14th Feb2020

‘Aristeia!’ Board Game Review

by Chris Thomas

aristeia-box

I am someone who puts huge value in something being “fun”. There are hobbies that might be fun, but also teach a skill (playing the clarinet, reading about Prince2) but as I get older, I believe that “fun” has its own intrinsic value and should be cherished. I love playing tabletop games with a friend, sharing a crazy story we create as we go with tiny plastic models and dice rolls (I go into this a bit in my recent review of Kings of War). There are currently too many good tabletop games out there, which makes it super difficult to know what to spend limited hobby time and money on. However, sometimes a game comes along and it’s so good you suddenly make the time for it.

Aristeia! is set 175 years in the future, the world still exists, and everything is “very sci-fi” (think Mass Effect rather than Blade Runner). It is set in the “Infinity” universe, however I know very little about this, so I will skip on. Aristeia! is the most popular sports entertainment programming in “the human sphere”. Basically, it is a blood sport with no ball. The game is competitive and for 2 players, giving each player control of 4 larger than life heroes (samurai, panda man, cowboy…).

Ultimately the game is a lot like a manga – sci fi version of Underworlds (another very good game by Games Workshop). Aristeia! does an excellent job of being a really good board game with the base set, and a really good tabletop hobby game for those that want it. The miniatures all come preassembled (I speed painted mine in an evening) and you get a really generous experience out of the base set (around the 40 pounds mark, cost-wise), so if you want to treat this as a really good 2 player board game I would still highly recommend it.

There are various game modes included in the base set but the simplest involves getting players into scoring zones, first to 8 points wins. Death here is only temporary, every decision must be about either scoring points of denying your opponent something. There is no measuring of distances, as the game is on a hex grid, so you simply count out the spaces. I read the rules twice (surprisingly thin and well explained), watched a couple of videos on YouTube and I was able to explain the game to my friend and we were up and playing our first game within 15 minutes of opening the box. The heroes can be mixed and matched into teams, but the rules do a good job of giving helpful suggestions for the first few games to make sure that new players are not overwhelmed. The rules set out what your first game should look like.

aristeia-1

Along with your 4 models you get a deck of 18 cards which can be played to give you the advantage in an important dice roll or allow for neat tricks (you start with 4 in your hand). For each of your 4 heroes you select 2 of their own, personal cards which really gives another layer of strategy and some hidden information.

Our heroes are broken up into MOBA style categories – tank, damage dealer, support etc. and each has a character card which lists all their abilities, it is wonderful to have the card in front of me as I play, rather than buried in a rule book. The heroes typically have about 3 or 4 important and powerful rules to keep track of. Some of the heroes are generalists but some are very specialized and using them for what they are good at is key to success. For example, the free running cat lady is brilliant for blinding opponents then darting away and scoring objectives but is useless at fighting (except she is great at blinding people!).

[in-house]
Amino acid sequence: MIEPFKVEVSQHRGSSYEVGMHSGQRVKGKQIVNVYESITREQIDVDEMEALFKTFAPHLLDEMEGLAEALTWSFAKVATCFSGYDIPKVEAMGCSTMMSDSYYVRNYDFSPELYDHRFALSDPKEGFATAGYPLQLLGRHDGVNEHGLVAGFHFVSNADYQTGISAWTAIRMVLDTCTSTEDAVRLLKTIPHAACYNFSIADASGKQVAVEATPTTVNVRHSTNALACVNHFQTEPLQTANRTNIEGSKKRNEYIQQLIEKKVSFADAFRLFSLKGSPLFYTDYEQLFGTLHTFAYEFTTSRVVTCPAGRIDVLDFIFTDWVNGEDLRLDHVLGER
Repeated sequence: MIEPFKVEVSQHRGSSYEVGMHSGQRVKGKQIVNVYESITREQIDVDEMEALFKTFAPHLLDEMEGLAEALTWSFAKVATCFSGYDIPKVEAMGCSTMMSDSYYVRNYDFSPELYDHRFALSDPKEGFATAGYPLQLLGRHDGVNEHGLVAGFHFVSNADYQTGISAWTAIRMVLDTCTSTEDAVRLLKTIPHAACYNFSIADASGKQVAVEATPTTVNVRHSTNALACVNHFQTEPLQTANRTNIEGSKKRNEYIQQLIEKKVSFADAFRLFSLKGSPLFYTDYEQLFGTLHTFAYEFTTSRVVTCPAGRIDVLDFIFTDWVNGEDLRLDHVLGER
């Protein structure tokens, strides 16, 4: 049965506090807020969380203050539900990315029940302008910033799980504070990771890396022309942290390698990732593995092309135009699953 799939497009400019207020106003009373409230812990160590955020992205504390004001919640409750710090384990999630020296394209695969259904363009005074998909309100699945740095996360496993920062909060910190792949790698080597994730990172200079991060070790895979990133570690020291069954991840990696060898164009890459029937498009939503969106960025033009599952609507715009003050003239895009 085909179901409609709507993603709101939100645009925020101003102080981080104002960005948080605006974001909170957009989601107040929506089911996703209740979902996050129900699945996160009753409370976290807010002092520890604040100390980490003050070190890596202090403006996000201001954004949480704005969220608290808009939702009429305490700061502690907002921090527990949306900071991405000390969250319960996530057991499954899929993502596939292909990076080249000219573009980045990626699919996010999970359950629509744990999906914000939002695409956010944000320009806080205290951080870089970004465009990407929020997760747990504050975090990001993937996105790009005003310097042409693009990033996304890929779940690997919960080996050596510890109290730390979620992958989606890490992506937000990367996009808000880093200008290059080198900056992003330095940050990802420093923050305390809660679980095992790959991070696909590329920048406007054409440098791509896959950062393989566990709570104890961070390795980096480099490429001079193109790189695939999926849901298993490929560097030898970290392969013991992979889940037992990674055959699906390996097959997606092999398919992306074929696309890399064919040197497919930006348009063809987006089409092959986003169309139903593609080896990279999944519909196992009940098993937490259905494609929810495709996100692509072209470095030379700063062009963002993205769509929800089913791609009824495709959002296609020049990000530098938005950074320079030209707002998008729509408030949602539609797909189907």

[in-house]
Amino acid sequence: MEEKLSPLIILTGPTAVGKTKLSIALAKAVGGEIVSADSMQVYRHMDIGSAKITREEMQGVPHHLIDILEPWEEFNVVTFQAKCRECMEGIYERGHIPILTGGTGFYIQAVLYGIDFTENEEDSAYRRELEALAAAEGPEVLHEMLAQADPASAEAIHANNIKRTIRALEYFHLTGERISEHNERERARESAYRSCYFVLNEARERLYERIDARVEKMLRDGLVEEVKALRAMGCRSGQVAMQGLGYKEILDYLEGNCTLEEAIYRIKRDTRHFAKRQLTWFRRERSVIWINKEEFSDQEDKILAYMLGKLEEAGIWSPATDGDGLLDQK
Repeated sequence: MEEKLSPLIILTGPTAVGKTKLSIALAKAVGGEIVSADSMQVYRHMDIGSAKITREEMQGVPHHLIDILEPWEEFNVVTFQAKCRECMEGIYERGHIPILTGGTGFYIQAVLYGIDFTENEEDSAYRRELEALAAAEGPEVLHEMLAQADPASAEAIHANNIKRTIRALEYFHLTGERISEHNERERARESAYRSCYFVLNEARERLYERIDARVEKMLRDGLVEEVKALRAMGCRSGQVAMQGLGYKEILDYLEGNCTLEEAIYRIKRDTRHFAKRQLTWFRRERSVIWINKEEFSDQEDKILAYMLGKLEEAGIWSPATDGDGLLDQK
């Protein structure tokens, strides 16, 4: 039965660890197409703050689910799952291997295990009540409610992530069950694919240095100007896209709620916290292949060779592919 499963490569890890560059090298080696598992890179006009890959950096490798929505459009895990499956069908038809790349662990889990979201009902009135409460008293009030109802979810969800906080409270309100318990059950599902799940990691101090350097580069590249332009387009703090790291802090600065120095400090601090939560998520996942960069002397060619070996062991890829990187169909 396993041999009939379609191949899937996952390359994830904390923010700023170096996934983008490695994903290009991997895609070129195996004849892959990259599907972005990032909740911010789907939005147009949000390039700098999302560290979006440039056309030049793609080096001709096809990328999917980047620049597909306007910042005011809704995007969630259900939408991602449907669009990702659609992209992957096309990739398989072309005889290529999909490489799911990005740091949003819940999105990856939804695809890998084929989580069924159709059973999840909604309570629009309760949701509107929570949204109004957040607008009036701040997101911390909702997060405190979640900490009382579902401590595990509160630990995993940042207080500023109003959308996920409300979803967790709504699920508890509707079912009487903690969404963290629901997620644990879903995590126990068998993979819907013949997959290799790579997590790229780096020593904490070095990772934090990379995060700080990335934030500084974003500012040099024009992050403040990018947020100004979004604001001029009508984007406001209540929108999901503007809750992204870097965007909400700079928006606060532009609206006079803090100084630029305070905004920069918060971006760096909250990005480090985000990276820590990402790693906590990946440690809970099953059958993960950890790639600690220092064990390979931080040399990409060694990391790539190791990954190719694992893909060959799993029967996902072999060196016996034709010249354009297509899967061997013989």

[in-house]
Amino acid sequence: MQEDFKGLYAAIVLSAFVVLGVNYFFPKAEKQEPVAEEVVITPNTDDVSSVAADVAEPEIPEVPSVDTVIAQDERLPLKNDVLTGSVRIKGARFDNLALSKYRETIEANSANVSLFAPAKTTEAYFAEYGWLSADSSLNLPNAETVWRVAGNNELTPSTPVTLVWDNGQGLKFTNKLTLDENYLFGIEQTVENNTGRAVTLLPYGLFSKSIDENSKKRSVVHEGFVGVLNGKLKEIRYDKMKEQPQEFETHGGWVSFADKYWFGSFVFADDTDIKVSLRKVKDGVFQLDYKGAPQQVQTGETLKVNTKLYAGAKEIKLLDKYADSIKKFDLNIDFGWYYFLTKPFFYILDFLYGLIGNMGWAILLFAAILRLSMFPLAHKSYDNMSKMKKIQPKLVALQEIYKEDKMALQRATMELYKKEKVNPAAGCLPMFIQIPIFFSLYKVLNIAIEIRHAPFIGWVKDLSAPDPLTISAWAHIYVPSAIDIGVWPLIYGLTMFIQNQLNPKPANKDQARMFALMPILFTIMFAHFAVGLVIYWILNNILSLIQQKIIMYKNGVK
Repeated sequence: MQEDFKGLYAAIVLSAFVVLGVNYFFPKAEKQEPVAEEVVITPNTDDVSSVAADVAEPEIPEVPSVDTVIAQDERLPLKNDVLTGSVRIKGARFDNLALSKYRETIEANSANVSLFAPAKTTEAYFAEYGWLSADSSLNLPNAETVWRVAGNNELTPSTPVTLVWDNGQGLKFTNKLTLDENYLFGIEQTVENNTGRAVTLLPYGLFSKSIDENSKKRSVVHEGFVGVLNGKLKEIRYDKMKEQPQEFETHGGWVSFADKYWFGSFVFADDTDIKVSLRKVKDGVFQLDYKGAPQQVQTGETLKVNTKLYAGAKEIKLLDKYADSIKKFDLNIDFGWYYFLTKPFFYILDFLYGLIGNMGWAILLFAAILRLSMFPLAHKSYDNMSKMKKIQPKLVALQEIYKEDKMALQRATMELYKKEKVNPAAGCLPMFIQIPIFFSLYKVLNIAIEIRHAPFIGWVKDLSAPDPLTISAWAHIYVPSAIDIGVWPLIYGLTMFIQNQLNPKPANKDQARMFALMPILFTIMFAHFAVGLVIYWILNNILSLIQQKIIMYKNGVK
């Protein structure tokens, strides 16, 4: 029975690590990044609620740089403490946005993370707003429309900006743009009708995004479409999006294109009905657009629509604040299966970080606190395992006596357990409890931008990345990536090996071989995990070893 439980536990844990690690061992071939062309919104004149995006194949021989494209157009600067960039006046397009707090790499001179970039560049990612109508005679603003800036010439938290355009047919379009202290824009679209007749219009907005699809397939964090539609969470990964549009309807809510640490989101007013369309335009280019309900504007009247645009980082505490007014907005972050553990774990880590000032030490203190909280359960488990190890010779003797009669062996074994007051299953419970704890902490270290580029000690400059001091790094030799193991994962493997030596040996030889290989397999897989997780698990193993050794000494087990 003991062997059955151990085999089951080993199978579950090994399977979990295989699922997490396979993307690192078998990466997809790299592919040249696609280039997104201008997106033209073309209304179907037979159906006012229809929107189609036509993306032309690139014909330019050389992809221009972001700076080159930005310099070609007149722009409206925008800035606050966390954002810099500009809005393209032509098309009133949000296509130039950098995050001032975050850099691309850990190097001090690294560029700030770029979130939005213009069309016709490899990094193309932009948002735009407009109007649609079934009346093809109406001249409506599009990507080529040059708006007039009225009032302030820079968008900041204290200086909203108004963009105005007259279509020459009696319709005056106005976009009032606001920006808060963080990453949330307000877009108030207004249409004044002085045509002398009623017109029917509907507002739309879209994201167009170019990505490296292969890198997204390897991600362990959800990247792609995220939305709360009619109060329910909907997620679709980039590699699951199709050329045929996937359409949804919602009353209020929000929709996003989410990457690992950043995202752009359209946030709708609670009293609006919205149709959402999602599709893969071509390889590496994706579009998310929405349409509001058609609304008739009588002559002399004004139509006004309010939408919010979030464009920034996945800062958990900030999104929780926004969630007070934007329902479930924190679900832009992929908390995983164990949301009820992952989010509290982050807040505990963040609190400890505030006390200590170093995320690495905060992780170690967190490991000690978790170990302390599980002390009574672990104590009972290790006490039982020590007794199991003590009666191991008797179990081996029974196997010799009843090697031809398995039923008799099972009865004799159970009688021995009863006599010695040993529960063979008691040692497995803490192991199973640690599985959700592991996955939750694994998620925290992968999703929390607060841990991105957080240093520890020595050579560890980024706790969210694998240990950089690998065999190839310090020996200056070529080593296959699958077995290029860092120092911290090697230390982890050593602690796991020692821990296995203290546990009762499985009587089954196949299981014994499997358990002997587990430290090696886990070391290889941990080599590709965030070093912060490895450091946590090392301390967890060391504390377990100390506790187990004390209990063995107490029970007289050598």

Like any good miniatures game Aristeia! is about movement, movement tricks, and using skills and abilities to bend the rules to allow you to temporarily take out opponent’s models or score points. An ability that can nudge an opponent’s model 1 hex can be more important than sniping a character with Major Luna.

The game is fast, fun and gives you interesting decisions to make. Crucially it is simple to learn but hard to be good at. I was very interested in Godtear, a game that would fit in a similar space in my life, faster to play than Kings of War, without the need to lug terrain around and the like. I played a handful of games of Godtear, and I love the idea, I love the models and it looked like a done deal that I would get into that. The problem is that you must commit to your entire strategy for that turn all at once, you cannot be reactive in any way, and, for a beginner you have a fast array of options available to you. The game is expecting you to make complex decisions, in a competitive setting one after another. It is rough for beginners and makes it incredibly likely that the more experienced player is going to run away with the win every time.

aristeia-2

In Aristeia! you take it in turns to activate individual models, with the “underdog” getting to decide who activates first (a very important advantage). It is fun, fast and both players are involved. Usually it is a dice roll that decides events (e.g. an attack, or an ability) and what is needed is super clear and fast. The game uses coloured, bespoke dice so it is clean and simple to keep the game moving.

If you are interested to expand your experience, expansion boxes are available, offering new characters and new cards packed with them. I have ordered most of them, and I cannot wait to play my legally safe knock offs of Hellboy, Deadpool or Gordon Freeman.

Either as a board game or as a miniatures hobby game Aristeia! offers an awful lot of fun in a small box. It doesn’t need a huge amount of space to play nor anything that does not come in the core box.

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